Protect your working capital. Expand your terms for things bought on 10-and 20-year terms. “Right now, is an ideal opportunity to renegotiate that land on a 20-year contract,”.
Lock in the present moderately low financing costs on capital costs.
Do less things better. Distinguish territories that lose cash.
Use standard working strategies (SOPs). “Each assembling plant utilizes SOPs, and you are a biologic maker,”
Optimize data administration.
Simplify tasks and computerize where conceivable.
Pay attention to details.
Increase asset utilization (asset turnover)
Observe 24-hour-per-day administrators. Trucking, numerous processing plants and the aircraft business do this to build returns on resources. For instance, utilize autosteer.
Lease instead of purchase. Here and now working leases increment resource turnover.
Use joint wander and shared apparatus to strengthen creation.
Think as far as “gains and turns,” the key budgetary measurements known by each apparatus merchant and handyman shop proprietor. Expressed in an unexpected way, they are working overall revenues on deals and resource turnover.
Outsource or custom farm. “You as of now outsource your duties and lawful work,”. “Perceive where you catch an incentive by enlisting things done.”
Kenya is a farm lover’s dream: abundant uncultivated arable land, tropical climates that permit long growing seasons; a young labor force; and an expanding population that provides a readily available market for produce consumption.
Yet, Kenya is yet to harness these opportunities to ensure sustainable food security and food production. The average age of farmers is about 60 years—in a country where 60% of the population is under 35 years of age. Farmers are also less educated, with younger, more educated Kenyans are leaving rural areas, where farms are located, and moving to cities.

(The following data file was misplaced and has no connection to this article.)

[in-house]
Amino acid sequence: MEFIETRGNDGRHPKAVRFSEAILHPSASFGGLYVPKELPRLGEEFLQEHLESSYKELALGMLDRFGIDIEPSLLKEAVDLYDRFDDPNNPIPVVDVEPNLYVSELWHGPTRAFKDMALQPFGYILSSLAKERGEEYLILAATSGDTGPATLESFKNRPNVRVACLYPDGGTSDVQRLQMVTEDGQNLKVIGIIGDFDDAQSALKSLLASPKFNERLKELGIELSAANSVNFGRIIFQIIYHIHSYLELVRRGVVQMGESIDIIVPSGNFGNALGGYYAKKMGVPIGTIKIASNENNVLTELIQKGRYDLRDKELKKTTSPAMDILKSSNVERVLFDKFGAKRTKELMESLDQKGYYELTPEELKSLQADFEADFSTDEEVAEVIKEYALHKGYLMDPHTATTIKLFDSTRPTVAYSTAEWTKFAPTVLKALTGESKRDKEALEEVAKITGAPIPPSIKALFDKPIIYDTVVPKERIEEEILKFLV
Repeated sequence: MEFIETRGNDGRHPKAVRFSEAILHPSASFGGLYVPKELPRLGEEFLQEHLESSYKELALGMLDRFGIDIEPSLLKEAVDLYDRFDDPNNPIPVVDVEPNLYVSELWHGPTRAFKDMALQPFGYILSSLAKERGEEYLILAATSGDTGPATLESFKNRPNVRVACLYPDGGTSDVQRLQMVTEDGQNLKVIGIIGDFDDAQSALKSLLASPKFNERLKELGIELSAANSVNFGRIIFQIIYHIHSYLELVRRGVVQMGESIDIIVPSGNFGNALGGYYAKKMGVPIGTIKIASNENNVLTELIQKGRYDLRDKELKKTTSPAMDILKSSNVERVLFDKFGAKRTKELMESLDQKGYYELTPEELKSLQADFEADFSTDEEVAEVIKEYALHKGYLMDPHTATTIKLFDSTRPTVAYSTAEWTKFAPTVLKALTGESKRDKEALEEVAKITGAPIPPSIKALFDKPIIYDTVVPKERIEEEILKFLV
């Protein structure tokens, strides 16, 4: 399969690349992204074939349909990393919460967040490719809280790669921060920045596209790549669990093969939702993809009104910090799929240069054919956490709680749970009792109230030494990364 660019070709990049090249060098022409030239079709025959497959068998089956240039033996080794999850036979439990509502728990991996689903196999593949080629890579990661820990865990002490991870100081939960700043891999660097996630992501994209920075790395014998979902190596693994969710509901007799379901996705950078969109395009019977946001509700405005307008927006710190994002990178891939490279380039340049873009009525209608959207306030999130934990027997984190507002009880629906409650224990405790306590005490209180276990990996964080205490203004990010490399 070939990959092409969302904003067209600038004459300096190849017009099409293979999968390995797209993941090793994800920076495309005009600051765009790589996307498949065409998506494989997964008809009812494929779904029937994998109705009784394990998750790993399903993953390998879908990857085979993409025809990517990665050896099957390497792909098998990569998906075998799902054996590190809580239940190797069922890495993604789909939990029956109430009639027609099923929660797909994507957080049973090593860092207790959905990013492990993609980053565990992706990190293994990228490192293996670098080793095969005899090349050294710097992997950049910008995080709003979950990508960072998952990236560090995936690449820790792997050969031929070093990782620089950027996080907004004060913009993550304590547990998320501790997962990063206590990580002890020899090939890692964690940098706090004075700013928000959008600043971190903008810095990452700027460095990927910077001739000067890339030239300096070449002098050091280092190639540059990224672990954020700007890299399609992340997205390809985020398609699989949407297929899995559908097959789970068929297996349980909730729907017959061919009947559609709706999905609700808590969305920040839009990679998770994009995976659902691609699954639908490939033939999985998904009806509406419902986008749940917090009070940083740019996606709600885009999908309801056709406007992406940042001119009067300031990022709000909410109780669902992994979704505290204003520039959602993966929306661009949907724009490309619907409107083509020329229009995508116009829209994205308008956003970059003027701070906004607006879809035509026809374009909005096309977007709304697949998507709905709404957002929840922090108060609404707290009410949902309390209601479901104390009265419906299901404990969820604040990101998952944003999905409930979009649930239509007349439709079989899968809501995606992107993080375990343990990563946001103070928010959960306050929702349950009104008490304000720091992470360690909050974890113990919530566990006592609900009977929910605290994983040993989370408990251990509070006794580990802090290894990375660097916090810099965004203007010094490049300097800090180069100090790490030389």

Some of these youngsters are also discouraged by the difficulties of accessing funds or land, the reliance on manual technology in smallholder agriculture, all compounded by the low and volatile profits.
But to remedy these issues, a new report suggests government should change their outlook on agriculture from a subsistence, daily activity into a commercial enterprise. The African Center for Economic Transformation (ACET) says focusing on the entire value chain of the process—land tenure, farming technology, markets, and pricing—would help transform food systems around the continent. Positioning farming “as a business and entrepreneurial endeavor” would also help draw younger people into the practice, and make them see it as less of a “cool” idea and more as a “career option.”
Agribusiness is one of the few sectors that can create the quantum of jobs needed for Africa’s youth.
This marked transformation could be instituted by boosting productivity within the farms and bolstering the link between the farms and other economic segments. For instance, strengthening land tenure privileges ensures the rights of women and minorities and increases the formality of property rights.
Technology and mobile phones should also be increasingly adopted as a way to not only to reach farmers, but also as a mechanism for data collection and analysis on soil conditions, fertilizer application, and climate change. Mechanization should also be expanded in order to ease the back-breaking manual labor and increase yields.